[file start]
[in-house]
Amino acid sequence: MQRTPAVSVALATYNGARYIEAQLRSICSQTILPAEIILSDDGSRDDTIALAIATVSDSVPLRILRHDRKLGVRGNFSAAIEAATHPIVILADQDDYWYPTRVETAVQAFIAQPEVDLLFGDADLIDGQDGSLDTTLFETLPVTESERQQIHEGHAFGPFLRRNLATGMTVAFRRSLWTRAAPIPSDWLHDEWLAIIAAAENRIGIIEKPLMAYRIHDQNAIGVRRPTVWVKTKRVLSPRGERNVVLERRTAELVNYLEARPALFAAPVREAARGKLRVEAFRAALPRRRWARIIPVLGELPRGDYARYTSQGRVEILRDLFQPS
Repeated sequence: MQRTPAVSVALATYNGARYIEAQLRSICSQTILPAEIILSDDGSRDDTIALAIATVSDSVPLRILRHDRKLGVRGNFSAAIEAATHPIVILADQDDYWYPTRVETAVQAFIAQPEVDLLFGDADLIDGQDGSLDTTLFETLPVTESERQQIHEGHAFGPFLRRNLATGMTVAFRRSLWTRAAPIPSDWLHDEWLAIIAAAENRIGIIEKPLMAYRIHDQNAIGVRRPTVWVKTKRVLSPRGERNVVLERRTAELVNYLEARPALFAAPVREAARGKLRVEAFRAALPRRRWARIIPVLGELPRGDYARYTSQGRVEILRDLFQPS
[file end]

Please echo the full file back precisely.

[in-house]
Amino acid sequence: MQRTPAVSVALATYNGARYIEAQLRSICSQTILPAEIILSDDGSRDDTIALAIATVSDSVPLRILRHDRKLGVRGNFSAAIEAATHPIVILADQDDYWYPTRVETAVQAFIAQPEVDLLFGDADLIDGQDGSLDTTLFETLPVTESERQQIHEGHAFGPFLRRNLATGMTVAFRRSLWTRAAPIPSDWLHDEWLAIIAAAENRIGIIEKPLMAYRIHDQNAIGVRRPTVWVKTKRVLSPRGERNVVLERRTAELVNYLEARPALFAAPVREAARGKLRVEAFRAALPRRRWARIIPVLGELPRGDYARYTSQGRVEILRDLFQPS
Repeated sequence: MQRTPAVSVALATYNGARYIEAQLRSICSQTILPAEIILSDDGSRDDTIALAIATVSDSVPLRILRHDRKLGVRGNFSAAIEAATHPIVILADQDDYWYPTRVETAVQAFIAQPEVDLLFGDADLIDGQDGSLDTTLFETLPVTESERQQIHEGHAFGPFLRRNLATGMTVAFRRSLWTRAAPIPSDWLHDEWLAIIAAAENRIGIIEKPLMAYRIHDQNAIGVRRPTVWVKTKRVLSPRGERNVVLERRTAELVNYLEARPALFAAPVREAARGKLRVEAFRAALPRRRWARIIPVLGELPRGDYARYTSQGRVEILRDLFQPS